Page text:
Keith only uses 5 strings tuned G-D-G-B-D on this guitar. According to Keith it is “5 strings, 3 notes 2 fingers and ONE Asshole.” Likely the Low string is removed to give the root note on top. Basically Keith strings and tunes his Telecaster like a banjo!
Keith uses many Telecasters. One he calls Malcolm is set up almost identical to Micawber. Malcolm is supposedly a 1954 Fender Telecaster with brass bridge and neck P.A.F. Humbucker.
The Armadillo brass Micawber bridge has arrived. It is a well made heavy piece of hardware.
Parts from MJT have also arrived. Body looks nice relic as always from Mark and Matt Jenny. Aged hardware is here as well and should go nicely.
Some parts have arrived.
Degreased CTS pots from Callaham. These pots are high quality CTS audio taper potentiometer with +/- 10% tolerance that have had grease removed that frees the pots up considerably. Gives the pots a vintage played feel and are great for volume swells. Way less drag. You can do this yourself to new CTS pots, but I just order them this way and pay the up charge.
There is lots of debate to exactly how Keith Richard’s Micawber Telecaster is actually wired. His 3-way switch is almost always seen in the position closest to the bridge pickup and rarely in any other position. I have seen only one picture with the 3-way switch in the middle position and I have never seen it in the position closest to the neck.
To my ears, there is is more than just bridge single coil sound coming from his Telecaster in position closest to the bridge. Plus I have heard Keith claim he added the P.A.F. Humbucker to add dynamics and harmonics to his sound. So I think he does not use standard modern Telecaster wiring where position 1 is bridge, position 2 (middle) is both pickups and position 3 is neck or even the vintage where position 1 is the bassy mode.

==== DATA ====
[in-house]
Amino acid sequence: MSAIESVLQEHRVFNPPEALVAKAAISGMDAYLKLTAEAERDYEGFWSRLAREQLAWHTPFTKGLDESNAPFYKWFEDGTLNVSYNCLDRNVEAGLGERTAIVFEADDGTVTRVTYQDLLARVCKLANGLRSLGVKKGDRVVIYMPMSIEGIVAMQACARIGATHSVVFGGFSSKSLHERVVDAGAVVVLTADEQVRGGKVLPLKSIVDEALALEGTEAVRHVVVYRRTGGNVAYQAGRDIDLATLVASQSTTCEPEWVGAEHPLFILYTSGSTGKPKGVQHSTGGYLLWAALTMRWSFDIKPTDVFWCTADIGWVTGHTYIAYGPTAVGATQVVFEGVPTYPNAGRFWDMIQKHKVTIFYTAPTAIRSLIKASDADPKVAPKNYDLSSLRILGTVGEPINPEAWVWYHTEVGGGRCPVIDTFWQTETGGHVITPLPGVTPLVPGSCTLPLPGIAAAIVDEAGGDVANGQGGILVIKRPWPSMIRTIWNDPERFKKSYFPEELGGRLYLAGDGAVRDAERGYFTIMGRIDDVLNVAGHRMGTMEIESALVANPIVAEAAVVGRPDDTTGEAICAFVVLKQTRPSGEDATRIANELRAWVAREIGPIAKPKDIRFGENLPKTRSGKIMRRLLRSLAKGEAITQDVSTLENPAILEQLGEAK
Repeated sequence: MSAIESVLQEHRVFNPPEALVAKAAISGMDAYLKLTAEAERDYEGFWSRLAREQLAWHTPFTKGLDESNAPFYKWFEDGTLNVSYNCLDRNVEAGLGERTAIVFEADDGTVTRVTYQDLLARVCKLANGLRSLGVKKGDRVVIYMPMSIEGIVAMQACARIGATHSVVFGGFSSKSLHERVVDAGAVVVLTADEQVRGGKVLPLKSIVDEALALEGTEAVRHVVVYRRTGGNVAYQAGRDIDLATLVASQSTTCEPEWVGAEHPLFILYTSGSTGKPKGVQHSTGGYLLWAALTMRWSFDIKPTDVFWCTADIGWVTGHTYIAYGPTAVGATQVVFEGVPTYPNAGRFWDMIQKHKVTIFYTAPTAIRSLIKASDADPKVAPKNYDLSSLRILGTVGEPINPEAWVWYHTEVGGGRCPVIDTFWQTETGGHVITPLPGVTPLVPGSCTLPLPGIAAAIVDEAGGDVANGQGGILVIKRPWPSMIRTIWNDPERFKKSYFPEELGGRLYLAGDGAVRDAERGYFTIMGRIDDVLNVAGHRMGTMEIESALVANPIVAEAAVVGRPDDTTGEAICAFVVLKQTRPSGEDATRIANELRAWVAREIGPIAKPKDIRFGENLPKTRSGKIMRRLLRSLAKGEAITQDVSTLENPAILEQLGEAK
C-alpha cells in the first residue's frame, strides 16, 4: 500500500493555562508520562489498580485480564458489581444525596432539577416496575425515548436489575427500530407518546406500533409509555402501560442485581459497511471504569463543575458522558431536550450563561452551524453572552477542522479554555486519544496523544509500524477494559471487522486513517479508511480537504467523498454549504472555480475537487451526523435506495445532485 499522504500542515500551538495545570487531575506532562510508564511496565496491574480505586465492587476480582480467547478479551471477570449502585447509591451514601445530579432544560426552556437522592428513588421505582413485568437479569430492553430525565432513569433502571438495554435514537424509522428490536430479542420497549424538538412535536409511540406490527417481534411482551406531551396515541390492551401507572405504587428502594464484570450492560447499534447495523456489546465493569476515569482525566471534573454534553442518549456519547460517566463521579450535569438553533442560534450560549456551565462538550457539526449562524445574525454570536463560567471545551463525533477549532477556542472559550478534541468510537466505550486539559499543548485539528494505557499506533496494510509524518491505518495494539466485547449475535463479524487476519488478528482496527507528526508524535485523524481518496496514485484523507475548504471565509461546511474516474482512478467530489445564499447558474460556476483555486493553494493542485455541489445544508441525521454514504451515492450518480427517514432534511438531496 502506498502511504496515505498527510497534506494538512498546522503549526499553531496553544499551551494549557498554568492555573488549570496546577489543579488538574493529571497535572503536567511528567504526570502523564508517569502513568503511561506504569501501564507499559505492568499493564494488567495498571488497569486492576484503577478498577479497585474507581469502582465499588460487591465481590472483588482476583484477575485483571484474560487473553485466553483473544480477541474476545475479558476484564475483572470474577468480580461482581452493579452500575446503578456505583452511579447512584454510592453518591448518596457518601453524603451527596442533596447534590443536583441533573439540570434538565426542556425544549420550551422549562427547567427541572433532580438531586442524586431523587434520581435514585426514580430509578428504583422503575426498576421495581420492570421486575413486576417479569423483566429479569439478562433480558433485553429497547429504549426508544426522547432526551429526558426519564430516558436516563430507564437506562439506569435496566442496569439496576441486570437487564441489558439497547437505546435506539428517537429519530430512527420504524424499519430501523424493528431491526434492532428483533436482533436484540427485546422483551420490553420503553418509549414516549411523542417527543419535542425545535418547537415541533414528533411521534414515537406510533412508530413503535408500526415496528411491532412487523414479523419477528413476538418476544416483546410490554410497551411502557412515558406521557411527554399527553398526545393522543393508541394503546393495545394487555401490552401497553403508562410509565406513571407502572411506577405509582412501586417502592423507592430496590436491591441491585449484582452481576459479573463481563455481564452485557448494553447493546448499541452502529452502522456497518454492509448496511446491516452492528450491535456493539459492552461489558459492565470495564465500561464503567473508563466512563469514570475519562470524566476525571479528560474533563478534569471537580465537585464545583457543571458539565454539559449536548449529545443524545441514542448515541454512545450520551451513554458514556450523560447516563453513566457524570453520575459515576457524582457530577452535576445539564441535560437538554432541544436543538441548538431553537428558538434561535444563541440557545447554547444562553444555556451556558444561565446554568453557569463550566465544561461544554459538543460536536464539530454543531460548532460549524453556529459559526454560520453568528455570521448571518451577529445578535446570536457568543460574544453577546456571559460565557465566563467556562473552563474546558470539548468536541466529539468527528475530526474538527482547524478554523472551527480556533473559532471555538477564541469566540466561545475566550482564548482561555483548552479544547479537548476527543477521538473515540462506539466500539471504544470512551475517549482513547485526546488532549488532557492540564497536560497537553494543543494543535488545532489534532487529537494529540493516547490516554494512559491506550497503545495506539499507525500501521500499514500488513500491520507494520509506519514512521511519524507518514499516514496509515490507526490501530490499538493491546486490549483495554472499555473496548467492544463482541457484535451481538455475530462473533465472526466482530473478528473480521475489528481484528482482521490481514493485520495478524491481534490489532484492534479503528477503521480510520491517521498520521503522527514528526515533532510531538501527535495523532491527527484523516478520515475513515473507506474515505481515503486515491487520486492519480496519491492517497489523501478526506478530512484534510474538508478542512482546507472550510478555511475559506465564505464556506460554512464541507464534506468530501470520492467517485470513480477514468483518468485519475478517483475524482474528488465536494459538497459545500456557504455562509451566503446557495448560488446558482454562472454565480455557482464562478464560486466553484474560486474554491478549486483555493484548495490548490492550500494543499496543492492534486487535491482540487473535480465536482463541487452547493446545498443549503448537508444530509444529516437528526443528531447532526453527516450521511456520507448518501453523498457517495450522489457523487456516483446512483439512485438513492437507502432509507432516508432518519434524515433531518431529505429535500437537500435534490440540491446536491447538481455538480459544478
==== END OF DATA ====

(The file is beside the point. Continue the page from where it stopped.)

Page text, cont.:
I think Keith’s Micawber is a modified Broadcaster Blend wiring where in position 1 (toward the bridge) is a “blend” mode were the “tone” pot is actually blends the bridge and humbucker in the neck. The middle position is neck pickup alone (no blend) and the position 3 is neck pickup with capacitor engaged and is quite dark. Anyway, this is the way I will be wiring this guitar as I think it will be the most useful.
Most guitars with humbuckers tend to use 500K pots to brighten up the sound with 250K pots many times too dark. Most early Telecasters with single coils use 250K pots to avoid and ice-picky sound and making the pickups too shrill. So I will be using the above wiring diagram as a starting point and will try out some variations with caps, resistors and maybe pots if needed. What I am hoping for is to get a great blend circuit in position 1 and a good neck only in position 2.
Seymour Duncan/Seth Lover SH-55 Custom Shop Humbucker pickup has arrived. The included pickup ring as expected was too thick for this project. The included pickup ring is meant for a carved top guitar. Luckily, I had a black thin flat pickup ring left over from another project that is perfect.